FIERCE DEBATE OVER civic education in America's public schools has erupted in response to the terrorist attacks of September 11, 2001. Broadly speaking, liberal approaches to civic education have emphasized the need to resist jingoism and to explore why America induces such hatred in certain parts of the world. By contrast, conservative responses to 9/11 have emphasized our national virtues and the need to defend them in times of danger. Conservatives tend to caricature liberal civics lessons as the toleration of the intolerable, while liberals often criticize conservative civics lessons as a knee-jerk brand of patriotism. Yet despite this stark contrast in content, both liberal and conservative advocates continue to insist that civic education in our schools not only impart civic knowledge and civic skills but also shape our deepest values, attitudes, and motivations. My view, briefly stated, is that the attempt to inculcate civic values in our schools is at best ineffective and often undermines the intrinsic moral purpose of schooling.
What is civic virtue, and how does it relate to civic knowledge and civic skills? I define civic knowledge as an understanding of true facts and concepts about public affairs, such as the history, structure, and functions of government, the nature of democratic politics, and the ideals of citizenship. Civic skill is the ability to deploy knowledge in the pursuit of political goals--actions such as voting, protesting, petitioning, and debating. Civic virtues integrate such knowledge and skill with proper civic motivations or attitudes, such as respect for the democratic process, love for the nation, and concern for the common good.
Ideally, it would seem that civic education ought to promote appropriate virtues, not merely knowledge and skills, because without a virtuous motivation, knowledge and skills lack moral worth. After all, civic knowledge and skills routinely support all manner of immoral political conduct--including the use of deception, manipulation, and coercion--all the way to a traitorous betrayal of the nation to its enemies. Yet if civic schooling attempts to inculcate civic virtue, it can lead to the subordination of knowledge to civic uplift. So it is best for public schools to focus on what they do best: the inculcation of knowledge and skills.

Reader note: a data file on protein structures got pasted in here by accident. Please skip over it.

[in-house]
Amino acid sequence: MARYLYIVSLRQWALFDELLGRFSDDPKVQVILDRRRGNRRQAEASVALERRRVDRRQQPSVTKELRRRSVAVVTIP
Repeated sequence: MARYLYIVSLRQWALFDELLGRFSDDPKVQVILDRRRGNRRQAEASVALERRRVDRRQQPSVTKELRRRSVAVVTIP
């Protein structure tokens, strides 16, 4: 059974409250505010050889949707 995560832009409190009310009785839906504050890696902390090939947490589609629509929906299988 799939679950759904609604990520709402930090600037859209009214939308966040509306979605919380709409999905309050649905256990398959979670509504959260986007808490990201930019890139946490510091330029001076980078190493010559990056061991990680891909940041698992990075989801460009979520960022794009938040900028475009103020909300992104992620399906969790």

Civic Education or Civic Schooling?
For the past half-century, political scientists have been seeking to answer some basic questions about the nature of civic education. For instance, where do citizens acquire their knowledge, skills, and virtues? What role do schools--in particular, high-school civics courses--play in that acquisition? Studies focusing on the learning of civic competence or skills find, not surprisingly, that these skills are mainly acquired not by children in schools, but by adults in churches, labor unions, civic organizations, and workplaces. According to these researchers, schools foster skills not by directly teaching civics, but by encouraging students to volunteer in extracurricular organizations and to participate in student government.
Even if civic skills are not acquired in schools, surely civic knowledge and civic attitudes might be. After all, there is a long-standing consensus among researchers that an individual's knowledge and attitudes are best predicted by his or her years of schooling. After surveying a huge body of literature about the role of education in political socialization, political scientists M. Kent Jennings and Richard Niemi reported a broad consensus that interest in politics, the possession of political skills, political participation, and support for the liberal democratic creed all increase with years of schooling. However, there is no agreement on how to explain the simple correlation between civic virtue and educational attainment. It certainly does not appear that more education by itself automatically produces more political activity. …